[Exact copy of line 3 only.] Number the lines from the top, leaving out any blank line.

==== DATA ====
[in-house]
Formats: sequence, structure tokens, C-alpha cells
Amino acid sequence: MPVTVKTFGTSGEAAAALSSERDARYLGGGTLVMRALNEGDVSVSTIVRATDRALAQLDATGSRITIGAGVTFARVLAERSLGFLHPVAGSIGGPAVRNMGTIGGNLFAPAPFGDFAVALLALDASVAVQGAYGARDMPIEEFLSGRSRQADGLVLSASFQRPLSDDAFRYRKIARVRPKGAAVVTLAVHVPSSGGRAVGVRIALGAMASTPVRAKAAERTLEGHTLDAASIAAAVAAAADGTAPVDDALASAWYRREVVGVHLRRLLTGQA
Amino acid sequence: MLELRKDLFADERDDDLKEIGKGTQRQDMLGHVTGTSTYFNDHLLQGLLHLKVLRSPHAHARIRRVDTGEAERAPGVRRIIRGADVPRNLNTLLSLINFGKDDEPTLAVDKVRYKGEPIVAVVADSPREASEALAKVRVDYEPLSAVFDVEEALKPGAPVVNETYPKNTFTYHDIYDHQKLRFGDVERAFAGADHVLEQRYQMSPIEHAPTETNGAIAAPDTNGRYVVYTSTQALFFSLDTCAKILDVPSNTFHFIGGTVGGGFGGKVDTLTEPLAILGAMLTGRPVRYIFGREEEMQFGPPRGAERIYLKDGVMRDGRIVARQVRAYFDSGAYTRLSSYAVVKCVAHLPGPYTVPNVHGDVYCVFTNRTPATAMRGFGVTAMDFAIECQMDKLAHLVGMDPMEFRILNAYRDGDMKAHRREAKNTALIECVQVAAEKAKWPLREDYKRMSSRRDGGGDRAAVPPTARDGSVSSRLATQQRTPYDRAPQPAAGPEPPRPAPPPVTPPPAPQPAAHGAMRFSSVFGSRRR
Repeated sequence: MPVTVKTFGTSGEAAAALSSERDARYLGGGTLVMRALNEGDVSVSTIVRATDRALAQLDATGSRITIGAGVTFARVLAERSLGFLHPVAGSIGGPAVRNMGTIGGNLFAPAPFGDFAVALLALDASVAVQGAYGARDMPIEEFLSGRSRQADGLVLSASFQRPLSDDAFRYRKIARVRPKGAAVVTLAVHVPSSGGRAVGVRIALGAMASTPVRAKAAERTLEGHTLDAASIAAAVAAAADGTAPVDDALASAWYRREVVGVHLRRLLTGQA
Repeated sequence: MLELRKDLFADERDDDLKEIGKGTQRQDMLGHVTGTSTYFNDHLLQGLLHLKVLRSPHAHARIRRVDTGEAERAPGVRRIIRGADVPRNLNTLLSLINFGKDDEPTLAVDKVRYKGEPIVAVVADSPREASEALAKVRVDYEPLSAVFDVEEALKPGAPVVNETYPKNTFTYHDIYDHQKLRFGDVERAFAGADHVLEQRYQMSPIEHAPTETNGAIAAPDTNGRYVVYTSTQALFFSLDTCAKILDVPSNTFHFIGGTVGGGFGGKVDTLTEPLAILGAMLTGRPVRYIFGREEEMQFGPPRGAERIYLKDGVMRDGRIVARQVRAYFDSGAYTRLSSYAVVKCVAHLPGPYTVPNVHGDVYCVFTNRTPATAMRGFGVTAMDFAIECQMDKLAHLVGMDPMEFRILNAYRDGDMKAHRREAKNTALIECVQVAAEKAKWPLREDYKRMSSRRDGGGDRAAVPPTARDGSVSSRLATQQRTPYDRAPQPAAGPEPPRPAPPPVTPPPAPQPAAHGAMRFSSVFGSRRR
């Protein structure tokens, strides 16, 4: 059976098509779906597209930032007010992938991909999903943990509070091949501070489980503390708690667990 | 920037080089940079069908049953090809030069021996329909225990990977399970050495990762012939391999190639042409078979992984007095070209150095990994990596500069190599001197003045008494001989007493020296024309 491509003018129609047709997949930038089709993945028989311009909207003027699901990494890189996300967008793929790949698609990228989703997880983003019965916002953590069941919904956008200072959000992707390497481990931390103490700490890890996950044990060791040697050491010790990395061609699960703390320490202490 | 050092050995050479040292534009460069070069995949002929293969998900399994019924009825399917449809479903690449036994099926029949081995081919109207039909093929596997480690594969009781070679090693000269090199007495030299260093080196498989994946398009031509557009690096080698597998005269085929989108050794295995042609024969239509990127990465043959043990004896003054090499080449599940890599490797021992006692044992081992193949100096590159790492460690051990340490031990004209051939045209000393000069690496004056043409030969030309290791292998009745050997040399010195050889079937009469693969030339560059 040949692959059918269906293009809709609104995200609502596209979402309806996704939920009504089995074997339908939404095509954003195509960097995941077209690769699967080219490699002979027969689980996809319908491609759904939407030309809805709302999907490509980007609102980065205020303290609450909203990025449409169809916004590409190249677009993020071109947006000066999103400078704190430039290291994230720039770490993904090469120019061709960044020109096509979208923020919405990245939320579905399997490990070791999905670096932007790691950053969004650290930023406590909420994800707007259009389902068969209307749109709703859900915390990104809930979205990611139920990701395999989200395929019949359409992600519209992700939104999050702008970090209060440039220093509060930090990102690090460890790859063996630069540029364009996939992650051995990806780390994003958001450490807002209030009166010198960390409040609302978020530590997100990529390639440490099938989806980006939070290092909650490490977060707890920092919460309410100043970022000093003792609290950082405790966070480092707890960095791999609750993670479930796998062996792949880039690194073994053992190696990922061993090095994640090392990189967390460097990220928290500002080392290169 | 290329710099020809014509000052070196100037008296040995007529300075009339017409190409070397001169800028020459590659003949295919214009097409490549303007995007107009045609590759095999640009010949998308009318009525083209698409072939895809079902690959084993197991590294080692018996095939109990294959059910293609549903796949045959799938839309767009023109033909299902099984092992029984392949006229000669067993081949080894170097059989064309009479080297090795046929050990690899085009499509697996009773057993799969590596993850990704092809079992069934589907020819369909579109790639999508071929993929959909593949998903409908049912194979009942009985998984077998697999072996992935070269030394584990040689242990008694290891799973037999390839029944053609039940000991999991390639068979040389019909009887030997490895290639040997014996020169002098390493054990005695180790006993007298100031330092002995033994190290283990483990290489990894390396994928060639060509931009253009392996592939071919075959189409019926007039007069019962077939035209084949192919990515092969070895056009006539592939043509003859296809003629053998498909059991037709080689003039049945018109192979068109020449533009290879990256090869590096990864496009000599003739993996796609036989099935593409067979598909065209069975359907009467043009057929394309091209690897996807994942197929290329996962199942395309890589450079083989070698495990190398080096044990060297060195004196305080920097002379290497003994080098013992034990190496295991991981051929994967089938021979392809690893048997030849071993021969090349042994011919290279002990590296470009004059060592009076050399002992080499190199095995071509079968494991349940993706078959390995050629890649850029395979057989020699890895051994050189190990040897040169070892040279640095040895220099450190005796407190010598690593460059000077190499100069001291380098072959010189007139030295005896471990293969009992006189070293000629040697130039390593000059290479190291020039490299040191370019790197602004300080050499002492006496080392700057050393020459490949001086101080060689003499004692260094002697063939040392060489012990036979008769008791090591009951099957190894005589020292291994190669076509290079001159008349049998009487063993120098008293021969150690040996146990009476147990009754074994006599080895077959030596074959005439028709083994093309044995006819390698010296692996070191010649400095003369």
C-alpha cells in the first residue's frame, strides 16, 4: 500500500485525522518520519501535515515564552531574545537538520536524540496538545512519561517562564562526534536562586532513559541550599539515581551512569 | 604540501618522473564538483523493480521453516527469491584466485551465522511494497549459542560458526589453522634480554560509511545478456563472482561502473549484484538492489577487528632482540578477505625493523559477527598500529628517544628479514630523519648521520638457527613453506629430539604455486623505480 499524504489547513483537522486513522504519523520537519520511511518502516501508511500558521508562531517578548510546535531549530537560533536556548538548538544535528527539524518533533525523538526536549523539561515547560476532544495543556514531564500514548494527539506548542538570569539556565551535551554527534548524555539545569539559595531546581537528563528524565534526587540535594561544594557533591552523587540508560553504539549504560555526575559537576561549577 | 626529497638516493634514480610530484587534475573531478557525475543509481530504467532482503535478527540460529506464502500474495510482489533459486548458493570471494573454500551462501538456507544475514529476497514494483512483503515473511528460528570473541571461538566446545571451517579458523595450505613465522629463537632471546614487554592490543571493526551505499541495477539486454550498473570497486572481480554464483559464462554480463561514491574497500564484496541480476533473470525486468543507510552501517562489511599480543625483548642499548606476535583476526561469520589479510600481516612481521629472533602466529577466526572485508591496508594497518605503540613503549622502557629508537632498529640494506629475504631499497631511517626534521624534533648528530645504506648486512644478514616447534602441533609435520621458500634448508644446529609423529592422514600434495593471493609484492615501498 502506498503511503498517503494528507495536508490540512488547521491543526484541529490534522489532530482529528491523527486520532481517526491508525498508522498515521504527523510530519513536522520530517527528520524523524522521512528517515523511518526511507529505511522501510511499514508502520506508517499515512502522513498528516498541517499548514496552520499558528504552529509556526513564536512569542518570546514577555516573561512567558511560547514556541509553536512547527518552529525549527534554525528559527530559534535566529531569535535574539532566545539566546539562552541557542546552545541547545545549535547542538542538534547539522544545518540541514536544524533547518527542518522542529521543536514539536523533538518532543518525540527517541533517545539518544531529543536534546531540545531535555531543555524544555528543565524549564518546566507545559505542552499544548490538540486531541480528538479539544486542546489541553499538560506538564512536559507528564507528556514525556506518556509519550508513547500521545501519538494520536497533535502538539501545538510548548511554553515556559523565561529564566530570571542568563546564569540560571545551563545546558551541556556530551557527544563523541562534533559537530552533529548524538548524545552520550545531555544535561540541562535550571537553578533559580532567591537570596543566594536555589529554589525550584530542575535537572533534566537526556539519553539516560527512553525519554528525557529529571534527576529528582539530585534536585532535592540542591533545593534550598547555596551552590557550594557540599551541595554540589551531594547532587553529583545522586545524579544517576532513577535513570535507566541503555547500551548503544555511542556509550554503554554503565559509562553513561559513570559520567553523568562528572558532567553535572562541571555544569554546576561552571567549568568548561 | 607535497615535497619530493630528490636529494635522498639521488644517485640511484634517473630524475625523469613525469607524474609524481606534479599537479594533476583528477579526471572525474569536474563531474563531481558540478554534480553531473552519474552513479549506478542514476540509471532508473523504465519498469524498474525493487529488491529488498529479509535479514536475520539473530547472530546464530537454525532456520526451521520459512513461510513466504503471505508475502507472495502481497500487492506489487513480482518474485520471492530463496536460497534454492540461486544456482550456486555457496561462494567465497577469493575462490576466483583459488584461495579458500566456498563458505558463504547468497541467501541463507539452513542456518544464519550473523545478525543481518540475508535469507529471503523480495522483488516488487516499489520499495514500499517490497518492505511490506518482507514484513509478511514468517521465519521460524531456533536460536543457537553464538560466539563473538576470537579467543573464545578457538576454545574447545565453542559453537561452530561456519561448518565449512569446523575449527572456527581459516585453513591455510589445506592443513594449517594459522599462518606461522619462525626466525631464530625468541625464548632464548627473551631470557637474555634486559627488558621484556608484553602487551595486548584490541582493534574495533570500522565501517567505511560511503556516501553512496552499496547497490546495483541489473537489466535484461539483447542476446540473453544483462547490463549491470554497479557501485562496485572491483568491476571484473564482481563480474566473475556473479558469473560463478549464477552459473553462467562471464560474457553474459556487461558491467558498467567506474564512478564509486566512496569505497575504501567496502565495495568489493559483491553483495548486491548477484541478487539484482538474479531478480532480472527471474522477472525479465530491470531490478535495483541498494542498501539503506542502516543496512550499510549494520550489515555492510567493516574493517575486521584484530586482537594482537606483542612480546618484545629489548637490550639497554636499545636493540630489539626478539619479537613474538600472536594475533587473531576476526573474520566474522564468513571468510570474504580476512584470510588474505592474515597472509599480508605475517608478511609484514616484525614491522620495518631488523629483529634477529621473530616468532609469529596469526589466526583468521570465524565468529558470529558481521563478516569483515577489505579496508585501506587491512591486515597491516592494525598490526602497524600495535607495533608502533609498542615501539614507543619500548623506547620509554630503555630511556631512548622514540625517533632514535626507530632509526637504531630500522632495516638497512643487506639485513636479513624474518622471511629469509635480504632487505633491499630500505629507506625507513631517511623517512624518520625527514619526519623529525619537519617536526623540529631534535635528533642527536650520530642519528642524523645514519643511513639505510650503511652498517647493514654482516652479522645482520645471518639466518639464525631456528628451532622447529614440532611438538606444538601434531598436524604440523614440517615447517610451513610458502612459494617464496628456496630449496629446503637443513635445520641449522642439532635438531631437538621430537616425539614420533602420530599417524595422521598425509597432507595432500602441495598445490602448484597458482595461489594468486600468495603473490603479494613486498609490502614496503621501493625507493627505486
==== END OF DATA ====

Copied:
Amino acid sequence: MPVTVKTFGTSGEAAAALSSERDARYLGGGTLVMRALNEGDVSVSTIVRATDRALAQLDATGSRITIGAGVTFARVLAERSLGFLHPVAGSIGGPAVRNMGTIGGNLFAPAPFGDFAVALLALDASVAVQGAYGARDMPIEEFLSGRSRQADGLVLSASFQRPLSDDAFRYRKIARVRPKGAAVVTLAVHVPSSGGRAVGVRIALGAMASTPVRAKAAERTLEGHTLDAASIAAAVAAAADGTAPVDDALASAWYRREVVGVHLRRLLTGQA